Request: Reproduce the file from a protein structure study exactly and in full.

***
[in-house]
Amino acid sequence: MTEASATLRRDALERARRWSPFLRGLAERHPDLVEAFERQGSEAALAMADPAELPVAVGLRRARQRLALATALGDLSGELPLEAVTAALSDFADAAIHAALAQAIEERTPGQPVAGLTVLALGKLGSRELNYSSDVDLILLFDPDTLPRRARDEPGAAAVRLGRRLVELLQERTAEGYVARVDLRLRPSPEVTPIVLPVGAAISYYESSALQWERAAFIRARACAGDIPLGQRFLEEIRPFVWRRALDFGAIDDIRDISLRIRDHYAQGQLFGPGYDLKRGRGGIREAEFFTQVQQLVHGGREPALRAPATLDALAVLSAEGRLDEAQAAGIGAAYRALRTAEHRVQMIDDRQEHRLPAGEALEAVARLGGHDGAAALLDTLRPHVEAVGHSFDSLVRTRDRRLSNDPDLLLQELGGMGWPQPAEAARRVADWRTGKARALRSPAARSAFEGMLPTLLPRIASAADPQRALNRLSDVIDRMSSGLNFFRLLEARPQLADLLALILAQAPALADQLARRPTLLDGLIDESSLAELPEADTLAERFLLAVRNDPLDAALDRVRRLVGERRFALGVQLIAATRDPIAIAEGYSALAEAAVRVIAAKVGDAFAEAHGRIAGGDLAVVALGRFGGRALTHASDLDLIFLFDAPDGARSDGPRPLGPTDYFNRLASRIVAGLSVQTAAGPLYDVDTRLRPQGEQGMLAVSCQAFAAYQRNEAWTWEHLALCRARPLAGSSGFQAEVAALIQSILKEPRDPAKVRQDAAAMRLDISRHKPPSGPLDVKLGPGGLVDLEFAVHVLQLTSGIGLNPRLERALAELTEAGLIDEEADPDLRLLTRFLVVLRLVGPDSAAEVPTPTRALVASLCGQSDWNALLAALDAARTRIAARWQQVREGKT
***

[in-house]
Amino acid sequence: MTEASATLRRDALERARRWSPFLRGLAERHPDLVEAFERQGSEAALAMADPAELPVAVGLRRARQRLALATALGDLSGELPLEAVTAALSDFADAAIHAALAQAIEERTPGQPVAGLTVLALGKLGSRELNYSSDVDLILLFDPDTLPRRARDEPGAAAVRLGRRLVELLQERTAEGYVARVDLRLRPSPEVTPIVLPVGAAISYYESSALQWERAAFIRARACAGDIPLGQRFLEEIRPFVWRRALDFGAIDDIRDISLRIRDHYAQGQLFGPGYDLKRGRGGIREAEFFTQVQQLVHGGREPALRAPATLDALAVLSAEGRLDEAQAAGIGAAYRALRTAEHRVQMIDDRQEHRLPAGEALEAVARLGGHDGAAALLDTLRPHVEAVGHSFDSLVRTRDRRLSNDPDLLLQELGGMGWPQPAEAARRVADWRTGKARALRSPAARSAFEGMLPTLLPRIASAADPQRALNRLSDVIDRMSSGLNFFRLLEARPQLADLLALILAQAPALADQLARRPTLLDGLIDESSLAELPEADTLAERFLLAVRNDPLDAALDRVRRLVGERRFALGVQLIAATRDPIAIAEGYSALAEAAVRVIAAKVGDAFAEAHGRIAGGDLAVVALGRFGGRALTHASDLDLIFLFDAPDGARSDGPRPLGPTDYFNRLASRIVAGLSVQTAAGPLYDVDTRLRPQGEQGMLAVSCQAFAAYQRNEAWTWEHLALCRARPLAGSSGFQAEVAALIQSILKEPRDPAKVRQDAAAMRLDISRHKPPSGPLDVKLGPGGLVDLEFAVHVLQLTSGIGLNPRLERALAELTEAGLIDEEADPDLRLLTRFLVVLRLVGPDSAAEVPTPTRALVASLCGQSDWNALLAALDAARTRIAARWQQVREGKT